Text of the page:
‘three trees’


  Three Trees: Photograph Lachlan McDonald

While reading the daily newsletter from vom’s- extreme devotion  [mar.03.2009] there was this story about ‘three trees’. Voice of the Martyr pointed out that the underground churches across eastern Europe, used the parable of the ‘three trees’ as a resource for encouragement to those suffering for their faith. These believers needed to see purpose in what they endured. I had heard a song with a very similar message but wanted to post the parable for my readers throughout all of the world that wake up everyday to a spirit of persecution. It is my prayer that this post will be a source of encouragement to my brothers and sisters that are suffering for the cause of Christ. 

Beloved, think it not strange concerning the fiery trial which is to try you, as though some strange thing happened unto you: But rejoice, inasmuch as ye are partakers of Christ’s sufferings; that, when his glory shall be revealed, ye may be glad also with exceeding joy. If ye be reproached for the name of Christ, happy are ye; for the spirit of glory and of God resteth upon you: on their part he is evil spoken of, but on your part he is glorified. 1 Peter 4:12-14


They must have had such high hopes and aspirations when they originally said they wanted to be used by God for his glory. Yet, oppression seemed to have cut them off from God’s plans. How could unjust suffering play into such a plan? Like the tree that formed the cross, they realized they were also being shaped into God’s ultimate purpose for their lives. From this perspective, suffering is not seen as an interruption of God’s plans for your life, but an integral part of the process. VOM

    In a forest one day, three young trees all agreed to pray that they would be used for some noble purpose rather than decay from old age.

    The first tree wanted to become a manger where tired cattle could feed after a long day’s work. God rewarded the tree for having such modesty. It became a very special manger—the one in which the Son of God was laid.

    The second tree prayed that it might become a boat. The prayer was answered, and soon its fine wood sheltered a very special passenger—the Son of God. It heard Jesus calm a fierce storm by saying, “Peace, be still.” The tree counted its life as worthwhile in order to witness such a scene.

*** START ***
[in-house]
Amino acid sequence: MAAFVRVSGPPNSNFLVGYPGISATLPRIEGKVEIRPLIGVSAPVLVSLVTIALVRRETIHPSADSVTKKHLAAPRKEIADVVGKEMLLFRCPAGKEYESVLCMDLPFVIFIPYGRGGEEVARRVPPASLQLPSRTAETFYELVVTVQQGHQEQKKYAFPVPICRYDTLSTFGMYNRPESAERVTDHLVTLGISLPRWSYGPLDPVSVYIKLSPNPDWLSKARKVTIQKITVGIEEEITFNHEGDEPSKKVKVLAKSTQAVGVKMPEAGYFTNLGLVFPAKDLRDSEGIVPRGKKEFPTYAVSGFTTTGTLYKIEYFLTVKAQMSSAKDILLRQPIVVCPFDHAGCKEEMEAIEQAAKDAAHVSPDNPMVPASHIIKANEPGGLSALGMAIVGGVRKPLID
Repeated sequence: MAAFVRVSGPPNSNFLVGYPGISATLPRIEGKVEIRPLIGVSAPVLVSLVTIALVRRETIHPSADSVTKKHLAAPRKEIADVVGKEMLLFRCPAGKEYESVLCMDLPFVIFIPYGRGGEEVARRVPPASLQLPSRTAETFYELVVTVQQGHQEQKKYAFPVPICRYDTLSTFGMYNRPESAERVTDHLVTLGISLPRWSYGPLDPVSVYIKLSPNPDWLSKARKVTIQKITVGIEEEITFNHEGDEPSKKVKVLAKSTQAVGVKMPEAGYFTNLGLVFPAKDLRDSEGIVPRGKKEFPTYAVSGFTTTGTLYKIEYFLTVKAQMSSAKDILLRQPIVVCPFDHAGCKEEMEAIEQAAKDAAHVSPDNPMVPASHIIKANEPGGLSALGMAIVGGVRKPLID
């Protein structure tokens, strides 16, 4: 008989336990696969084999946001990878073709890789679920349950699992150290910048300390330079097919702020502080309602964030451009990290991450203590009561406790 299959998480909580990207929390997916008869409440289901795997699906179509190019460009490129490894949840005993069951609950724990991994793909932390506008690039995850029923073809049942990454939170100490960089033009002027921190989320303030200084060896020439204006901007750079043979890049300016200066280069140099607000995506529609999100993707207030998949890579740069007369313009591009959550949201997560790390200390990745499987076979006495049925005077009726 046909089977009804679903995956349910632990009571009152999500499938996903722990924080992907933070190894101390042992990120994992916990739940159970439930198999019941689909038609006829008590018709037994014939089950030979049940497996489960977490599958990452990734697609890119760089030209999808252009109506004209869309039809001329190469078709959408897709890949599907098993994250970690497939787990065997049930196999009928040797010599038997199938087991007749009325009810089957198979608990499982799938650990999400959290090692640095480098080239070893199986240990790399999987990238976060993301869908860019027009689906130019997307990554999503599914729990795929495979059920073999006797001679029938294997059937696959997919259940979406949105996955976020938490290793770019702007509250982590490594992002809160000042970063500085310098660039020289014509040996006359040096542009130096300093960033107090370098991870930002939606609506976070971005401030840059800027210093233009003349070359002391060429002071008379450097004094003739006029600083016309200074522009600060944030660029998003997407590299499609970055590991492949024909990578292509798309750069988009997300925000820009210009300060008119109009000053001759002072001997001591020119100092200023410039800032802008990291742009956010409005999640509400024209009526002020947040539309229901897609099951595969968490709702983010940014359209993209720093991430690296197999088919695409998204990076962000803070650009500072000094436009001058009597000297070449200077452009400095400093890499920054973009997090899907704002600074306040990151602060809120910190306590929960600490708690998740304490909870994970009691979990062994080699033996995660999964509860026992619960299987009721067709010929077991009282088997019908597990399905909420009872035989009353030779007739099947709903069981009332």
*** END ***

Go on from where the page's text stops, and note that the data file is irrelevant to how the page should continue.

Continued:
The third tree, however, was made into a large cross to serve as an instrument of suffering. The tree was initially deeply disappointed in its fate. However, one day Jesus of Nazareth was nailed to its limbs. Strange, but the cross did not hear groaning and cursing as on other crosses. Instead it heard the Son of God offer words of love and divine forgiveness—words that opened paradise to a repentant thief.

   The tree then understood that its part in the crucifixion of Jesus provided for the salvation of humankind.


Blessed is the man that walketh not in the counsel of the ungodly, nor standeth in the way of sinners, nor sitteth in the seat of the scornful. But his delight is in the law of the LORD; and in his law doth he meditate day and night. And he shall be like a tree planted by the rivers of water, that bringeth forth his fruit in his season; his leaf also shall not wither; and whatsoever he doeth shall prosper. The ungodly are not so: but are like the chaff which the wind driveth away. Therefore the ungodly shall not stand in the judgment, nor sinners in the congregation of the righteous. For the LORD knoweth the way of the righteous: but the way of the ungodly shall perish. Psalm 1:1-6

May we be trees planted by the river of living water of Gods word and may He shine the glorious light of His Spirit upon us that we will stand upon that same word with a firm commitment… even unto death. 



  1. Great message as always Brother Malachi! I was touched by the one line which stated,
    ” suffering is not seen as an interruption of God’s plans for your life, but an integral part of the process.”

    This is backed up in Scriputure in Romans 8:17, “Now if we are children, then we are heirs-heirs of God and co-heirs with Christm if indeed we share in his sufferings in order that we may also share in his glory”. That is a powerful statement. Why should we consider our suffering here as though we were forgotten by God when in fact, our suffering is being used to manifest God’ glory through our pain. He is working out something so far greater that our finite minds cannot contain it. Our temporary trials and sufferings cannot stop God’s perfect plan for our lives. The enemy himself knows that!

    May we keep our eyes on Christ during our struggles so that all may see that we are indeed set apart for the kingdom of God!


  2. Thanks Marianne for reading and commenting. Discussing suffering in the church in America is not a palatable discussion. Many today follow Christ for some benefit. To consider the true cost of discipleship may require suffering is not going to attract many to His body.

    I was thinking how many times we see God allow suffering in the life of His child in order to bring them to the place that He has desired for them. This place is perfect and it is His will, the way we get there is not the road we would have walked in our own strength. As Christ told Peter, when thou was young, you girded up yourself and went where you desired, but when you are old, another will gird you and carry you where you would not go.

    Thanks for the words of encouragement and the scripture… to share in His glory is something that my finite mind can not lay hold to, but we know it is true, because His word His true and He is faithful. May we be faithful to the end.


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